Now for a character rundown with what each of the trolls does in this arc. Warning: lots of words.
- Karkat is of course the lovable protagonist of the trolls. We get some pretty good insight into his character: his skill in influencing others, his worries, angry fits, and what he’s like when he’s not frustrated by something. He starts the memo system which leads more to arguments and relationship counseling than his leadership intentions, bonds with Jack Noir because of blood color, and leads trolls in important tasks.
- Gamzee is pretty much just the juggalo dude who is somehow chill with everything, whether it’s things characters do that others find annoying, people thinking he’s stupid, or even a friend temporarily dying. He notably doesn’t want to know how the world actually works, preferring ignorantly connecting everything to mIrAcLeS.
- Terezi has her dynamics built up with Karkat (who she constantly flirts with and teases about being cute) and Vriska (who she used to be good friends with). She’s shown to have interest in messing with others and facetiously doing things considered strange, kind of like Dave. She is so deft in trickery that she tricked the ultimate trickster (Doc Scratch) into blowing someone’s arm off.
- Sollux has all these memorable gimmicks and depressive tendencies but doesn’t get that much screen time. Unlike other characters who have some knowledge of the future, he tries to prevent what he knows from happening, rather than following through with it like other characters do. His interactions with his fellow trolls are all pretty enjoyable, each with a different flavor. I should remark that I noticed an absence of Sollux for quite a while in my first read-through of Homestuck; there’s a stretch of about 300 pages where Sollux is almost entirely absent.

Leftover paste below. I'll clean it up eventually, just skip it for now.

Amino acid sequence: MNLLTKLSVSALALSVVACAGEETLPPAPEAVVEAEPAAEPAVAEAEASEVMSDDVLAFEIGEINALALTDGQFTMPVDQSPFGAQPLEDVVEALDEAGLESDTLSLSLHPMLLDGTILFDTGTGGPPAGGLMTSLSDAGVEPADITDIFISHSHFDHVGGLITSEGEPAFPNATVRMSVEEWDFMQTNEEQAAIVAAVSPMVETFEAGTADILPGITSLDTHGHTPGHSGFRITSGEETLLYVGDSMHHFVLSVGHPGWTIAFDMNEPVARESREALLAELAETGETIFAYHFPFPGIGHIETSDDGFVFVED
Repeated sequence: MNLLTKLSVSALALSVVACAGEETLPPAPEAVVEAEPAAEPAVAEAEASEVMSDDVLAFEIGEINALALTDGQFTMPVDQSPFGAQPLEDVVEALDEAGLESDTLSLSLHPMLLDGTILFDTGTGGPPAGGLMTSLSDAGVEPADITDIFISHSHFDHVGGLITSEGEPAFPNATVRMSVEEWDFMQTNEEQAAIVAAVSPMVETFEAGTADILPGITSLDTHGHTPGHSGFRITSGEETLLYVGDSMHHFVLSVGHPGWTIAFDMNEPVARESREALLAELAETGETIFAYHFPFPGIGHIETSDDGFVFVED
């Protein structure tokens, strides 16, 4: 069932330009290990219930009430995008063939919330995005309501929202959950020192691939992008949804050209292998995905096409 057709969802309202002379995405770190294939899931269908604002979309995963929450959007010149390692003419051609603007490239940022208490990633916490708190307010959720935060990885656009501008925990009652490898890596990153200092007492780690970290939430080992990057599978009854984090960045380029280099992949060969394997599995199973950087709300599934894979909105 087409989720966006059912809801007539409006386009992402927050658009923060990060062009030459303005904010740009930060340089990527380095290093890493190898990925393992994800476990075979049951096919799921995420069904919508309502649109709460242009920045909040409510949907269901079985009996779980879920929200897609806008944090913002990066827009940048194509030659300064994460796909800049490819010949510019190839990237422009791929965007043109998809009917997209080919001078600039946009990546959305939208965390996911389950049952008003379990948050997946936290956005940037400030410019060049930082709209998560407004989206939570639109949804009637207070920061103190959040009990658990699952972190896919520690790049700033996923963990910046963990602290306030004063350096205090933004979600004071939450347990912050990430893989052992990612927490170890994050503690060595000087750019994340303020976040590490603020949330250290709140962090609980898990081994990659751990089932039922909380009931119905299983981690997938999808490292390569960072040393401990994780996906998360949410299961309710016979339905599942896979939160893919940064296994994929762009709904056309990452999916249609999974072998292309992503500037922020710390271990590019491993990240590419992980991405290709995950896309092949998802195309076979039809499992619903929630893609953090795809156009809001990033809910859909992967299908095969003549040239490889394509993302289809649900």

- Tavros is mostly jerked around by Vriska. She broke his legs no reason, she constantly taunts him, she builds his home with stairs even though he uses a wheelchair to get around, she tries to seduce him by roleplaying as a fairy while he plays Pupa Pan. He serves somewhat as a foil to Vriska; for example, he is emphasized to play games to enjoy the experience, while Vriska does it to win and get whatever reward there is.
- Aradia is in a whole different mindset from all the other trolls. She was built by the forces of destiny to be the troll who does everything destined to happen, and thus does all that. Others mostly find her to be boring or insane or both; Vriska finds her lack of personal motives infuriating, while Equius finds it erotic.
- Nepeta doesn’t do much. She roleplays, ships her friends, and is reportedly a skilled hunter. We don’t see much of her hunting in action, aside from two scenes late in the act, and glimpses of remains of animals in her cave. Fans remember her mostly for her interest in shipping, which I think is an ascended one-off gag.
- Vriska tries to screw with everyone but is shown to lack any skill in doing so, only using cheap mind tricks. Doc Scratch plays her like a fiddle, and most of the other trolls throw burns at her and don’t want anything to do with her. The exceptions are Kanaya, who does try to help her but eventually is done with her, and Tavros, her abuse victim who can’t bring himself to hate her and not let her walk all over him. At least she is shown having fun flying around her land with Tavros in the flash and legitimately helping with Operation Regisurp, which is something but doesn’t make her overall positive.